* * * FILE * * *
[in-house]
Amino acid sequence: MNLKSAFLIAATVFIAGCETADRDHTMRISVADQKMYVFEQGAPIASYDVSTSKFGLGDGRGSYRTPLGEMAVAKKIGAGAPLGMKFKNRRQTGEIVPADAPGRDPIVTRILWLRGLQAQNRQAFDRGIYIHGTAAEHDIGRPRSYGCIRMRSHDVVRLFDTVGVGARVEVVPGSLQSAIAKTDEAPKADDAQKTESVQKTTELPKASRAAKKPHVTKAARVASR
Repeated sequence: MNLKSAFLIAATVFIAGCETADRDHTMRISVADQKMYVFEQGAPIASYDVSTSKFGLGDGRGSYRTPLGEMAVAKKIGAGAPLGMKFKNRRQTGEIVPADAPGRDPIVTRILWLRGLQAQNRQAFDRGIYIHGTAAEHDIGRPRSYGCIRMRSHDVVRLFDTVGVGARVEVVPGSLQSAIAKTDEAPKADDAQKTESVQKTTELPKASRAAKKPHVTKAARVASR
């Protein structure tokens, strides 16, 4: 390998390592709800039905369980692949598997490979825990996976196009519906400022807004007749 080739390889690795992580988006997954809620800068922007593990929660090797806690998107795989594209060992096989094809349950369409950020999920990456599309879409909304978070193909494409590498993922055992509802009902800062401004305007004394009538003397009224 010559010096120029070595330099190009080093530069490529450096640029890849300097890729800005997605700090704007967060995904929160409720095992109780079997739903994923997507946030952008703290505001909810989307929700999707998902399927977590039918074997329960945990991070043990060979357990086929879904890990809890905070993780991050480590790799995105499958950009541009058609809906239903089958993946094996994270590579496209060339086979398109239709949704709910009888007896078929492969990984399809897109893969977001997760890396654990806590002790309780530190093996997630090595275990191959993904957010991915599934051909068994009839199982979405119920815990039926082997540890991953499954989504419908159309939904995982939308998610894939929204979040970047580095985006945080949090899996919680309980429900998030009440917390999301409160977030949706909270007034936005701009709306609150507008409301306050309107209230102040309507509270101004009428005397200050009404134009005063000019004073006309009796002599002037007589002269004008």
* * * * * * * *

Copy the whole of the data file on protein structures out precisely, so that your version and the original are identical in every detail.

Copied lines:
[in-house]
Amino acid sequence: MNLKSAFLIAATVFIAGCETADRDHTMRISVADQKMYVFEQGAPIASYDVSTSKFGLGDGRGSYRTPLGEMAVAKKIGAGAPLGMKFKNRRQTGEIVPADAPGRDPIVTRILWLRGLQAQNRQAFDRGIYIHGTAAEHDIGRPRSYGCIRMRSHDVVRLFDTVGVGARVEVVPGSLQSAIAKTDEAPKADDAQKTESVQKTTELPKASRAAKKPHVTKAARVASR
Repeated sequence: MNLKSAFLIAATVFIAGCETADRDHTMRISVADQKMYVFEQGAPIASYDVSTSKFGLGDGRGSYRTPLGEMAVAKKIGAGAPLGMKFKNRRQTGEIVPADAPGRDPIVTRILWLRGLQAQNRQAFDRGIYIHGTAAEHDIGRPRSYGCIRMRSHDVVRLFDTVGVGARVEVVPGSLQSAIAKTDEAPKADDAQKTESVQKTTELPKASRAAKKPHVTKAARVASR
């Protein structure tokens, strides 16, 4: 390998390592709800039905369980692949598997490979825990996976196009519906400022807004007749 080739390889690795992580988006997954809620800068922007593990929660090797806690998107795989594209060992096989094809349950369409950020999920990456599309879409909304978070193909494409590498993922055992509802009902800062401004305007004394009538003397009224 010559010096120029070595330099190009080093530069490529450096640029890849300097890729800005997605700090704007967060995904929160409720095992109780079997739903994923997507946030952008703290505001909810989307929700999707998902399927977590039918074997329960945990991070043990060979357990086929879904890990809890905070993780991050480590790799995105499958950009541009058609809906239903089958993946094996994270590579496209060339086979398109239709949704709910009888007896078929492969990984399809897109893969977001997760890396654990806590002790309780530190093996997630090595275990191959993904957010991915599934051909068994009839199982979405119920815990039926082997540890991953499954989504419908159309939904995982939308998610894939929204979040970047580095985006945080949090899996919680309980429900998030009440917390999301409160977030949706909270007034936005701009709306609150507008409301306050309107209230102040309507509270101004009428005397200050009404134009005063000019004073006309009796002599002037007589002269004008």